JACK THE GIANT SLAYER: We’re Miles Up and You’re Afraid of Heights

Jack the Giant Slayer

Jack the Giant Slayer (2013) – Directed by Bryan Singer – Starring Nicholas Hoult, Eleanor Tomlinson, Ewan McGregor, Stanley Tucci, Ian McShane, Bill Nighy, Eddie Marsan, and John Kassir.

JACK THE GIANT SLAYER is a perfectly pleasant, perfectly forgettable film that seems to be hurt rather than helped by its $200 million price tag.

It’s the kind of movie that screams Hollywood excess for the sake of excess, that casts Ian McShane and Stanley Tucci because they can and not because they’re the right performers for their roles. It’s the kind of movie that almost certainly could have been filmed for half the budget without losing much in the way of significance. It’s the kind of movie that satisfies like a Ford Focus for the production cost of a Bugatti Veyron.

That’s not to say the Ford Focus is a bad car because it’s a fantastic little car, but if you’re going to spend Veyron money, you should get Veyron performance, and JACK THE GIANT SLAYER isn’t a Veyron. Heck, it’s not even a Focus.

It’s a big wheel.

Or, at least, it ought to be.

I have little idea who JACK is intended to please given all the directions the film pulls us in. Given that it’s cast notable actors in supporting roles, you’d think that maybe this is a film looking for some wide appeal, giving parents a little reward for taking their kids to see the film because isn’t it hilarious to see Al Swearengen wearing the world’s ugliest Iron Man cosplay outfit. But JACK is a PG-13 film, which warns parents of little kids away from seeing the film. Is it the teenage audience the filmmakers are after? There’s a bit (just a bit) of nodding toward the YA films with the young leads and their romance plot, but Jack (Nicholas Hoult) and Isabelle (Eleanor Tomlinson) are much better actors than most of the unremarkably attractive leads in the YA films looking for a derivative piece of the Twilight and Hunger Games money.

When JACK is just a silly, fun story aimed at a younger audience is when the film is at its best. If the filmmakers had been content to make a big wheel for us, I’m sure they could have produced a fantastically enjoyable film at a greatly reduced production price, because there are parts of JACK that are enjoyable in the way a Saturday morning cartoon is enjoyable: fun, silly, and quickly told.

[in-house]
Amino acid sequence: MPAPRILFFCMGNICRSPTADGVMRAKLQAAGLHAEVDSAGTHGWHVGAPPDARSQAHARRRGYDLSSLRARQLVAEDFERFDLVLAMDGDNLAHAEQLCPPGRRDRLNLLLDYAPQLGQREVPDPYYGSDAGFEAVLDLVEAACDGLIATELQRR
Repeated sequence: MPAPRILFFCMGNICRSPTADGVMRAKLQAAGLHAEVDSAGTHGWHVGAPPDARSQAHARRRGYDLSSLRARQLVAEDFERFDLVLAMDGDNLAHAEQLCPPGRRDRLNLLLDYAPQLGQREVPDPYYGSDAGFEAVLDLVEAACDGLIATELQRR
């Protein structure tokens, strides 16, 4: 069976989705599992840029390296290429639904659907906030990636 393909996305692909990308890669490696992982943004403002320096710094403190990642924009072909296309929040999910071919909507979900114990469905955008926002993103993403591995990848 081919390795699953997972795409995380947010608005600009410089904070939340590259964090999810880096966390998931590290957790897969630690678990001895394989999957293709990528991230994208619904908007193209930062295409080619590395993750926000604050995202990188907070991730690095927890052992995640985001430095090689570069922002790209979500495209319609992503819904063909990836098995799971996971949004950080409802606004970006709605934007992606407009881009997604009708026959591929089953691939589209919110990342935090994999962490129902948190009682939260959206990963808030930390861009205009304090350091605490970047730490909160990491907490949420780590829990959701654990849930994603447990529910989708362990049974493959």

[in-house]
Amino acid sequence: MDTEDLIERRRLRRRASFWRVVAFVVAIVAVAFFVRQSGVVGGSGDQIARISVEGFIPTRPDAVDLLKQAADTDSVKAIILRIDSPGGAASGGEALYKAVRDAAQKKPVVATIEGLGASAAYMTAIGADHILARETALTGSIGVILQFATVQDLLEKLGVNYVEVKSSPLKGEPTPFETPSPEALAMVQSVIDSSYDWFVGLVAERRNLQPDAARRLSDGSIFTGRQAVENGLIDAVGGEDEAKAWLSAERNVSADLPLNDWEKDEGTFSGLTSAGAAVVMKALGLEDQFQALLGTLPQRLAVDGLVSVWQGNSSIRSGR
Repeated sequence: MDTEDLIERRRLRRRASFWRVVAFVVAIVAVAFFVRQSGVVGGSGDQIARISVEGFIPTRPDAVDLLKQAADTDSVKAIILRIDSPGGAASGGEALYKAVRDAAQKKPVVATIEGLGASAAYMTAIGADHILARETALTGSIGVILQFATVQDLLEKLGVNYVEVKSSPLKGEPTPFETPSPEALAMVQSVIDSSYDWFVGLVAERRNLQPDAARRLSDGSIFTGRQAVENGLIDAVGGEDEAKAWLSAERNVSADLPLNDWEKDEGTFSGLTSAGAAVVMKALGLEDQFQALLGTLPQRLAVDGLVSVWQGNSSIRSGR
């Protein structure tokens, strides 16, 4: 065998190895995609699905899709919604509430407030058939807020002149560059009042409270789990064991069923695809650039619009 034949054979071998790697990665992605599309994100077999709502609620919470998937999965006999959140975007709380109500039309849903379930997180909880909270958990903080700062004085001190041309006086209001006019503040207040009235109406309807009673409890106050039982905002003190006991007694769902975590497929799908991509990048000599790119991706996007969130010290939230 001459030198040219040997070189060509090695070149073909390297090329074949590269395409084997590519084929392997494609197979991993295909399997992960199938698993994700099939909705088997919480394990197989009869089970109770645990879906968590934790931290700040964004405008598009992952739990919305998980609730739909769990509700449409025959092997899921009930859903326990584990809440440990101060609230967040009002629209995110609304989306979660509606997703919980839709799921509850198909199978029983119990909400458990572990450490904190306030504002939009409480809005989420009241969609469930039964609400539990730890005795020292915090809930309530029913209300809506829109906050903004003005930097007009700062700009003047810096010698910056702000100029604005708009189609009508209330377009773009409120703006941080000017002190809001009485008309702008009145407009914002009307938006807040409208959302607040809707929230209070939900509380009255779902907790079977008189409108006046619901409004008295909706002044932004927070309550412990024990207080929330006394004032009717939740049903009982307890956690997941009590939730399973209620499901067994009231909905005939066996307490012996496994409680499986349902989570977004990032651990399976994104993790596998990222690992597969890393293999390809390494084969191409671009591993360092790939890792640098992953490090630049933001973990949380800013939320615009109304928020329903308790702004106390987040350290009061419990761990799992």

None of that requires a $200 million budget. And no, knowing the cost of the film doesn’t play a role in a film’s enjoyability, but I do think you can use that budget cost to try and figure out why a movie does or does not work. It would be silly not to take it into account. I’m not saying, “I don’t like JACK because it cost $200 million.” I am saying, “I thought this movie wasn’t very good and maybe that $200 million played a role in that.” Some films could use a bigger budget, but some movies really could use a smaller budget. Sometimes, filmmakers get so focused on what they want, they don’t give enough thought to what they need.

JACK gives us plenty of what the filmmakers want, but not half of it are things they actually need. You don’t need Ian McShane and Stanley Tucci and Ewan McGregor and Bill Nighy if you’re making a kids movie because kids don’t know who any of these people are. You don’t need an army of giants because a handful will give you everything a kid could want.

The film also suffers from a wonky visual style that comes across as far too clean, far too much the fairy tale that it also seems clear we’re not supposed to be getting; JACK purports to tell the “true” story that inspires the Jack and the Beanstalk fairy tales, and if that’s the case, maybe the filmmakers would have been better putting more grit and less slick up on the screen.

I’m aware that all of this makes JACK sound like a horrible mess, and it’s not. Once the story gets going, it’s pretty enjoyable at times. But on the whole, it is a mess – a mess that could have been something really fun and light, but there’s too many competing impulses in the film. The material aimed at an older audience, and the material that revels in excess without any significant narrative benefit hurt the film. Those classic Saturday morning cartoons often had a completely static background, and the background was and is far less important than the foreground. I cared about Scooby Doo and Shaggy running down a hallway to get away from monsters – the fact that they ran past the same picture seventeen times neither ruined or improved my enjoyment of the cartoon.

JACK THE GIANT SLAYER could use more Saturday morning cartoon. To be fair, it also could have gone in the other direction and been more like Game of Thrones or more like The Hunger Games, but as is, trying to be parts of a whole bunch of different things, JACK just feels like a Marketer’s Frankenstein and not like a fully realized vision of its own.

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